Exercise 39: Dictionaries, Oh Lovely Dictionaries

Now I have to hurt you with another container you can use, because once you learn this container a massive world of ultra-cool will be yours. It is the most useful container ever: the dictionary.

Python calls them "dicts." Other languages call them "hashes." I tend to use both names, but it doesn't matter. What does matter is what they do when compared to lists. You see, a list lets you do this:

>>> things = ['a', 'b', 'c', 'd']
>>> print things[1]
b
>>> things[1] = 'z'
>>> print things[1]
z
>>> print things
['a', 'z', 'c', 'd']
>>>

You can use numbers to "index" into a list, meaning you can use numbers to find out what's in lists. You should know this about lists by now, but make sure you understand that you can only use numbers to get items out of a list.

What a dict does is let you use anything, not just numbers. Yes, a dict associates one thing to another, no matter what it is. Take a look:

>>> stuff = {'name': 'Zed', 'age': 36, 'height': 6*12+2}
>>> print stuff['name']
Zed
>>> print stuff['age']
36
>>> print stuff['height']
74
>>> stuff['city'] = "San Francisco"
>>> print stuff['city']
San Francisco
>>>

You will see that instead of just numbers we're using strings to say what we want from the stuff dictionary. We can also put new things into the dictionary with strings. It doesn't have to be strings though. We can also do this:

>>> stuff[1] = "Wow"
>>> stuff[2] = "Neato"
>>> print stuff[1]
Wow
>>> print stuff[2]
Neato
>>> print stuff
{'city': 'San Francisco', 2: 'Neato',
    'name': 'Zed', 1: 'Wow', 'age': 36,
    'height': 74}
>>>

In this code I used numbers, and then you can see there are numbers and strings as keys in the dict when I print it. I could use anything. Well, almost but just pretend you can use anything for now.

Of course, a dictionary that you can only put things in is pretty stupid, so here's how you delete things, with the del keyword:

>>> del stuff['city']
>>> del stuff[1]
>>> del stuff[2]
>>> stuff
{'name': 'Zed', 'age': 36, 'height': 74}
>>>

We'll now do an exercise that you must study very carefully. I want you to type this exercise in and try to understand what's going on. Take note of when I put things in a dict, get from them, and all the operations I use here.

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# create a mapping of state to abbreviation
states = {
    'Oregon': 'OR',
    'Florida': 'FL',
    'California': 'CA',
    'New York': 'NY',
    'Michigan': 'MI'
}

# create a basic set of states and some cities in them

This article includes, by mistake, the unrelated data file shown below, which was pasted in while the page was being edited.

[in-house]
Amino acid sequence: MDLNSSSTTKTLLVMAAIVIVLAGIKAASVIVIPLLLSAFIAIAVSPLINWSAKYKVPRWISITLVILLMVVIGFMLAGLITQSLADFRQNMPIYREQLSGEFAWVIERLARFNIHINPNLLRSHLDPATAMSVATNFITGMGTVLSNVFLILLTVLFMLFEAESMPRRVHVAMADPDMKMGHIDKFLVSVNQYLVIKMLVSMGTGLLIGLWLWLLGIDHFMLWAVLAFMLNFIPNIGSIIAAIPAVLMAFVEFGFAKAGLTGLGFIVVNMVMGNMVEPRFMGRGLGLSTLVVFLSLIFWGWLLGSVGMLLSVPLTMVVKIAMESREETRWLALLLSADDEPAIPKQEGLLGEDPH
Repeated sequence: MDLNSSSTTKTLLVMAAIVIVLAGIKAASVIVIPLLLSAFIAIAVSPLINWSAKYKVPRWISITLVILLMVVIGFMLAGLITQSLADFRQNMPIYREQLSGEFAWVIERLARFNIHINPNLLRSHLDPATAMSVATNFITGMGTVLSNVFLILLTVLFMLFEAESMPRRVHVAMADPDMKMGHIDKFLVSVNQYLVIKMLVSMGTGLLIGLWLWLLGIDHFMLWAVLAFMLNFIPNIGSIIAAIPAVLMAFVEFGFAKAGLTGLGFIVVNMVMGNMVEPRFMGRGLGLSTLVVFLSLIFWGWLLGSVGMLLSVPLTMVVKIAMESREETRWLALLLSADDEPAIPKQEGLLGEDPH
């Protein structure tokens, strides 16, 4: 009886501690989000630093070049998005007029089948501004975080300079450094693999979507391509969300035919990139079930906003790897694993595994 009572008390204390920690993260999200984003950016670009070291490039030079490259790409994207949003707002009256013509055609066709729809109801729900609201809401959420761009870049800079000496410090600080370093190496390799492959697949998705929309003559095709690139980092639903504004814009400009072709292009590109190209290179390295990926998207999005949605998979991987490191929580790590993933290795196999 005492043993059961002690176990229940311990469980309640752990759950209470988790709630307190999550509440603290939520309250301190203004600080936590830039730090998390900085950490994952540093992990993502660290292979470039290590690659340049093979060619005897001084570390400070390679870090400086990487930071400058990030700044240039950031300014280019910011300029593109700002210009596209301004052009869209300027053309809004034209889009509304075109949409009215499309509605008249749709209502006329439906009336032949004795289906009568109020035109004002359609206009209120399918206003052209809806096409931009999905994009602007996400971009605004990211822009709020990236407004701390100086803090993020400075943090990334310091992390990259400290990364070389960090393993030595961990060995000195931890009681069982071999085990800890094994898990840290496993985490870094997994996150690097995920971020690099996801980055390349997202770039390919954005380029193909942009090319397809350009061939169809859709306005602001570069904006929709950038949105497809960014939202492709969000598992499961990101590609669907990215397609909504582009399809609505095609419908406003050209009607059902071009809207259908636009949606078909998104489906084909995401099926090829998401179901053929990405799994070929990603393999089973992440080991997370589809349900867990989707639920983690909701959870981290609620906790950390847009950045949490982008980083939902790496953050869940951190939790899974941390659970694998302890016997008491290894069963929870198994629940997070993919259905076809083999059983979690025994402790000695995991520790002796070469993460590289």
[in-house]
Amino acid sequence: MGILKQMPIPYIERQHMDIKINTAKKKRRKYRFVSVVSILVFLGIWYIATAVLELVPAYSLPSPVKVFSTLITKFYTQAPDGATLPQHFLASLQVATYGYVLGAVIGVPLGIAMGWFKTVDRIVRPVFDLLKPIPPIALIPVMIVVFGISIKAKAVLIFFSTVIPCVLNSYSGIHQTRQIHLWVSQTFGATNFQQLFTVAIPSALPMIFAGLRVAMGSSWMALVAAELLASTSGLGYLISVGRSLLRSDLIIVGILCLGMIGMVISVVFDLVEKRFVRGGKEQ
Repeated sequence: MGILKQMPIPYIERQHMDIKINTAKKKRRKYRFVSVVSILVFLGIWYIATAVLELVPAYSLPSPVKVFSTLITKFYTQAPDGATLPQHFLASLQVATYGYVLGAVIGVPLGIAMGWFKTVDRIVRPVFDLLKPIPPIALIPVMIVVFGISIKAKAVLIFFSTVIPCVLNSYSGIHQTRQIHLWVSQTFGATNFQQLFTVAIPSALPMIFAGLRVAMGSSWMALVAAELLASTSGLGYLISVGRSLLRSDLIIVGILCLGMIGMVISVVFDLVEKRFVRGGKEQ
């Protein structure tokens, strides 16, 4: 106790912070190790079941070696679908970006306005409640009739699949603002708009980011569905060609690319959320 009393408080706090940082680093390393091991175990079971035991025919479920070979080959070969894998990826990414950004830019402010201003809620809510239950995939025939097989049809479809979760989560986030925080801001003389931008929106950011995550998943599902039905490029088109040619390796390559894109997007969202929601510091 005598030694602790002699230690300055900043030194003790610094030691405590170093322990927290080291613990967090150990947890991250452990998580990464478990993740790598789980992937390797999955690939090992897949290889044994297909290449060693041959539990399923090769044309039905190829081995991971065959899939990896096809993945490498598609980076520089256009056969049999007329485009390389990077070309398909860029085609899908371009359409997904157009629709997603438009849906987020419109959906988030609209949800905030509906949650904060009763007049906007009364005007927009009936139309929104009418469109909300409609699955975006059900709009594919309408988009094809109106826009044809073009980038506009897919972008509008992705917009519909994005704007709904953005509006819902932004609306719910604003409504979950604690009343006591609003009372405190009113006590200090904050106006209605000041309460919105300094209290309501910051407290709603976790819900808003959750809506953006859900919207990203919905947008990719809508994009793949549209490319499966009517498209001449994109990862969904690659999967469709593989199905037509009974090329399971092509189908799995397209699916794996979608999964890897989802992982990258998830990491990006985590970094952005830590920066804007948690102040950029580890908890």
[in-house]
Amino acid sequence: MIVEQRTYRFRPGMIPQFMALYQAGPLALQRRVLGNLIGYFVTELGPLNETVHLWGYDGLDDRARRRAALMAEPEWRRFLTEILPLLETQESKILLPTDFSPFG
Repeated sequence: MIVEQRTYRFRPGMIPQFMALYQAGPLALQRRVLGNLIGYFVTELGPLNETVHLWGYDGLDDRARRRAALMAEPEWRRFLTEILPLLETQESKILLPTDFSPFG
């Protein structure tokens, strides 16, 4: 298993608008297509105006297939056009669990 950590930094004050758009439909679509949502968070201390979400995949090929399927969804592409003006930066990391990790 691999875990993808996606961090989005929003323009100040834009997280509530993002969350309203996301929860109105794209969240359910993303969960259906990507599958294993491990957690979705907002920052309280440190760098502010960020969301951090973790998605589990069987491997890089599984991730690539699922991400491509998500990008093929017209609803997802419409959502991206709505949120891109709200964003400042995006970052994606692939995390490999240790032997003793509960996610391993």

cities = {
    'CA': 'San Francisco',
    'MI': 'Detroit',
    'FL': 'Jacksonville'
}

# add some more cities
cities['NY'] = 'New York'
cities['OR'] = 'Portland'

# print out some cities
print '-' * 10
print "NY State has: ", cities['NY']
print "OR State has: ", cities['OR']

# print some states
print '-' * 10
print "Michigan's abbreviation is: ", states['Michigan']
print "Florida's abbreviation is: ", states['Florida']

# do it by using the state then cities dict
print '-' * 10
print "Michigan has: ", cities[states['Michigan']]
print "Florida has: ", cities[states['Florida']]

# print every state abbreviation
print '-' * 10
for state, abbrev in states.items():
    print "%s is abbreviated %s" % (state, abbrev)

# print every city in state
print '-' * 10
for abbrev, city in cities.items():
    print "%s has the city %s" % (abbrev, city)

# now do both at the same time
print '-' * 10
for state, abbrev in states.items():
    print "%s state is abbreviated %s and has city %s" % (
        state, abbrev, cities[abbrev])

print '-' * 10
# safely get a abbreviation by state that might not be there
state = states.get('Texas', None)

if not state:
    print "Sorry, no Texas."

# get a city with a default value
city = cities.get('TX', 'Does Not Exist')
print "The city for the state 'TX' is: %s" % city

What You Should See

$ python ex39.py
----------
NY State has:  New York
OR State has:  Portland
----------
Michigan's abbreviation is:  MI
Florida's abbreviation is:  FL
----------
Michigan has:  Detroit
Florida has:  Jacksonville
----------
California is abbreviated CA
Michigan is abbreviated MI
New York is abbreviated NY
Florida is abbreviated FL
Oregon is abbreviated OR
----------
FL has the city Jacksonville
CA has the city San Francisco
MI has the city Detroit
OR has the city Portland
NY has the city New York
----------
California state is abbreviated CA and has city San Francisco
Michigan state is abbreviated MI and has city Detroit
New York state is abbreviated NY and has city New York
Florida state is abbreviated FL and has city Jacksonville
Oregon state is abbreviated OR and has city Portland
----------
Sorry, no Texas.
The city for the state 'TX' is: Does Not Exist

Study Drills

  1. Do this same kind of mapping with cities and states/regions in your country or some other country.
  2. Go find the Python documentation for dictionaries (aka dicts, dict) and try to do even more things to them.
  3. Find out what you can't do with dictionaries. A big one is that they do not have order, so try playing with that.

Common Student Questions

What is the difference between a list and a dictionary?
A list is for an ordered list of items. A dictionary (or dict) is for matching some items (called "keys") to other items (called "values").
What would I use a dictionary for?
Any time you have to take one value and "look up" another value. In fact you could call dictionaries "look up tables."
What would I use a list for?
A list is for any sequence of things that need to go in order, and you only need to look them up by a numeric index.
What if I need a dictionary, but I need it to be in order?
Take a look at the collections.OrderedDict data structure in Python. Search for it online to find the documentation.
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